Cathedral Studio is hosting a performance each day that’s accessible to PI participants.
“We’re still perfecting it, but it’s working wonderfully,” he said.
Schoen is also pleased with the interactive “creative coloring” feature that’s part of the PI offerings. Elderly Services staff drop off coloring supplies and packets to around 20 participants in the county. They create wonderful artwork, and gather regularly on Zoom to brush up on their techniques and showcase their latest work.
“As horrible as everything is that’s going on (with COVID-19) … we keep finding ways to get that oxytocin going for folks, so they can stay connected in a wonderful way,” Schoen said.
Folks can get regular doses of intellectual stimulation through the “ESI College.”
The ESI College each year gets volunteer instructors, many of them Middlebury retirees and folks with special expertise in a variety of subjects and disciplines. Prior to COVID, these instructors would regularly deliver their seminars on-site to an appreciate crowd at Elderly Services.
But the pandemic has changed the way people interface, so ESI has had to take its program — roughly three classes per week — online. Addison Independent columnist and retired Middlebury College Prof. of Political Science Eric Davis is among the instructors, and his insights are particularly valuable leading up the Nov. 3 General Election.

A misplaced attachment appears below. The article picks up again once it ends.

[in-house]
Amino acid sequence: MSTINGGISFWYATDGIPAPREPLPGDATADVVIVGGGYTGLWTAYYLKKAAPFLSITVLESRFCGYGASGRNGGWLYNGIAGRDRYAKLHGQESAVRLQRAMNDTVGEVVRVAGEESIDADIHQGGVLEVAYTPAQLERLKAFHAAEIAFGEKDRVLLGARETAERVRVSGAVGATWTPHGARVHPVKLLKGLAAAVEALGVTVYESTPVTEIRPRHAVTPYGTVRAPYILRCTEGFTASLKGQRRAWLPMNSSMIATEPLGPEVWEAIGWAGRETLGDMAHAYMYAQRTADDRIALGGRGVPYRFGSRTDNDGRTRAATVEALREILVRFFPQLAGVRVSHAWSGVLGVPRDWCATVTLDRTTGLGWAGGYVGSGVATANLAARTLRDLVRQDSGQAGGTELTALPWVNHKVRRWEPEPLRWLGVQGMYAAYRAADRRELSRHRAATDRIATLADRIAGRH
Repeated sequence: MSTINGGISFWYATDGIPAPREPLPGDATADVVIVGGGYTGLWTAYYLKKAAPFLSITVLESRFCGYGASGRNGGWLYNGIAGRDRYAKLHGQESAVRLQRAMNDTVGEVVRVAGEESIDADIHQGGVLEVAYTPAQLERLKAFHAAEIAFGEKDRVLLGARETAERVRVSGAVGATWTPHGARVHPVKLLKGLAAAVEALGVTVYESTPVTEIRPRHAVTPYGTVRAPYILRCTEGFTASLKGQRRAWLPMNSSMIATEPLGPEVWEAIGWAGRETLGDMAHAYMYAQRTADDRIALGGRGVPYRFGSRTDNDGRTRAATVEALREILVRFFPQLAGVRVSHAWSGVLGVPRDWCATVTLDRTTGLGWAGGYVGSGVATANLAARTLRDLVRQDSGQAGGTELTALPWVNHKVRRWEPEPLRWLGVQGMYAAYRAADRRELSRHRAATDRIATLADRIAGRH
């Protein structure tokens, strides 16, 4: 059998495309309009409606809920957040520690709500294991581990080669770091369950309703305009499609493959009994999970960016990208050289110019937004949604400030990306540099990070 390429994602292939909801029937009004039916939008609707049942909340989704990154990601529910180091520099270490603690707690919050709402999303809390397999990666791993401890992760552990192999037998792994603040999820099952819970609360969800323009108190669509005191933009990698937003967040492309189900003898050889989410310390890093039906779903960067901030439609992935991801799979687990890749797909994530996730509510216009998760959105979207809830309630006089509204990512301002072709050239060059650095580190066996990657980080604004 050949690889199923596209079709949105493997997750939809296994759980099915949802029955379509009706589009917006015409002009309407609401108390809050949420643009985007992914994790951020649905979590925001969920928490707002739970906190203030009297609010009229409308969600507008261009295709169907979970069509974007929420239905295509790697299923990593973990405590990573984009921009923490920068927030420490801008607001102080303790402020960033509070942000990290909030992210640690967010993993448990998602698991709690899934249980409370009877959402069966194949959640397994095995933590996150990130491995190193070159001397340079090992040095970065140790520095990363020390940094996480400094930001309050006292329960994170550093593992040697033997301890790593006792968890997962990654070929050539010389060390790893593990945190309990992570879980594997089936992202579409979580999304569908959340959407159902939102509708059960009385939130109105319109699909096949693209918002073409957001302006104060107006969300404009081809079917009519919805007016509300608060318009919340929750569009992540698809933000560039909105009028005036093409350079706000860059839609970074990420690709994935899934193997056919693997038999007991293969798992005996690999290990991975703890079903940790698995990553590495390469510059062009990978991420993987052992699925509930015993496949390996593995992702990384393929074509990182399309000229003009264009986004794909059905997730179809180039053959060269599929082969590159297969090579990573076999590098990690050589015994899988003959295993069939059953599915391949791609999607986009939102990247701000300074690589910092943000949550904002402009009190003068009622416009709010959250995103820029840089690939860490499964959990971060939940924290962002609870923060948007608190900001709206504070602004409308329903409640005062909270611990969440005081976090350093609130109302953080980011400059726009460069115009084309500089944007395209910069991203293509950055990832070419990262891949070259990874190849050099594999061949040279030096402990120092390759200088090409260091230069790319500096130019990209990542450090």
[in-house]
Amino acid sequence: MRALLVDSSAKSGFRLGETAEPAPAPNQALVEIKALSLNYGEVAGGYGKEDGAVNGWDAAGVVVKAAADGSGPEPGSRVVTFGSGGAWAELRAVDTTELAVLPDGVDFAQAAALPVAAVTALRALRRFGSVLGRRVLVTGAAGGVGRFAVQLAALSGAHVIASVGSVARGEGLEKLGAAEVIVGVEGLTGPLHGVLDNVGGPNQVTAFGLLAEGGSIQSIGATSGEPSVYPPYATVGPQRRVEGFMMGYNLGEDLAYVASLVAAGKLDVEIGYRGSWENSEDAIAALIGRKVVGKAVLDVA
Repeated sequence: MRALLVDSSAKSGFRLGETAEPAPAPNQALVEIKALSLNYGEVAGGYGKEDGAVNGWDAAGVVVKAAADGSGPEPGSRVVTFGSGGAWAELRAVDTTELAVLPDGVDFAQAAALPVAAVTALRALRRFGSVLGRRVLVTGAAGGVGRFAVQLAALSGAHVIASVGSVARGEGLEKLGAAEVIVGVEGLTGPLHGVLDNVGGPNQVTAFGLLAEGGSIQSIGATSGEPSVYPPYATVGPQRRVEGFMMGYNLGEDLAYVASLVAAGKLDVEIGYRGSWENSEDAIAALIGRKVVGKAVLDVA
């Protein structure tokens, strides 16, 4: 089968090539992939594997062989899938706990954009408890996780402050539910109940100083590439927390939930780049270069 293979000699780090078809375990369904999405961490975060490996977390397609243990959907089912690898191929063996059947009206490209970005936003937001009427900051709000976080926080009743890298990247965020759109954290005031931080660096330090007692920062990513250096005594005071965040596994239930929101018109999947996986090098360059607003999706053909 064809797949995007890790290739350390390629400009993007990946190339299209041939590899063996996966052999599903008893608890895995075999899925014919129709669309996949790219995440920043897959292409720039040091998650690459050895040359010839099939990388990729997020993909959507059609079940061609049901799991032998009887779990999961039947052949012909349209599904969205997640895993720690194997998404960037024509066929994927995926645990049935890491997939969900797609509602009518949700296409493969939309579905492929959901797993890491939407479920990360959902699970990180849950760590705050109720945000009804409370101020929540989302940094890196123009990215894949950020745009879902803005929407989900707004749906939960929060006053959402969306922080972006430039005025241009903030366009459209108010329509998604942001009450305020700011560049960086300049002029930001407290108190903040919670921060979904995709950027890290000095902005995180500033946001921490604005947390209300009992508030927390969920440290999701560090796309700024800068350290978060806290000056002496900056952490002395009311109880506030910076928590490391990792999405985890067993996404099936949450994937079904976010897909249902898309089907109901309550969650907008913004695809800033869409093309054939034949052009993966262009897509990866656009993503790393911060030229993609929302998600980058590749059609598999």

Whether its John Elder discussing poetry, Richard Wolfson talking solar technology or Doug Richards evoking William Shakespeare’s “The Tempest,” there’s something to appeal to every curious mind.
“It’s a non-distracted audience, which can be a rarity,” Bolton said.
The cost is $10 per session, which typically lasts 60-90 minutes.
“It’s made a big difference for people,” Bolton said of ESI.
Bolton marveled at how Elderly Services has been able to pivot so quickly from in-house activities to an online lifeline for scores of seniors throughout Addison County.
“There are other adult day centers that don’t have our bench strength, in terms of technical skills and an attitude of innovation and a desire to figure it out,” she said. “People who work at adult day centers are good being with people in person. Now, we’re having to figure out this technological interface to provide that kind of ‘touch.’ How do you feel connected when there’s this barrier and you have all this people who haven’t been comfortable with a computer? I feel we’re really lucky to have the staff we have, and a community that’s interested in figuring it out with us.”
Corbett is also pleased with ESI’s efforts, but still stressed the importance of personal contact this winter.
“Visiting elderly relatives inside with good masks on, opening a window for air circulation and staying 10-12 feet apart, and speaking in a very loud voice, will become a skill that most families are going to have to commit to,” she said.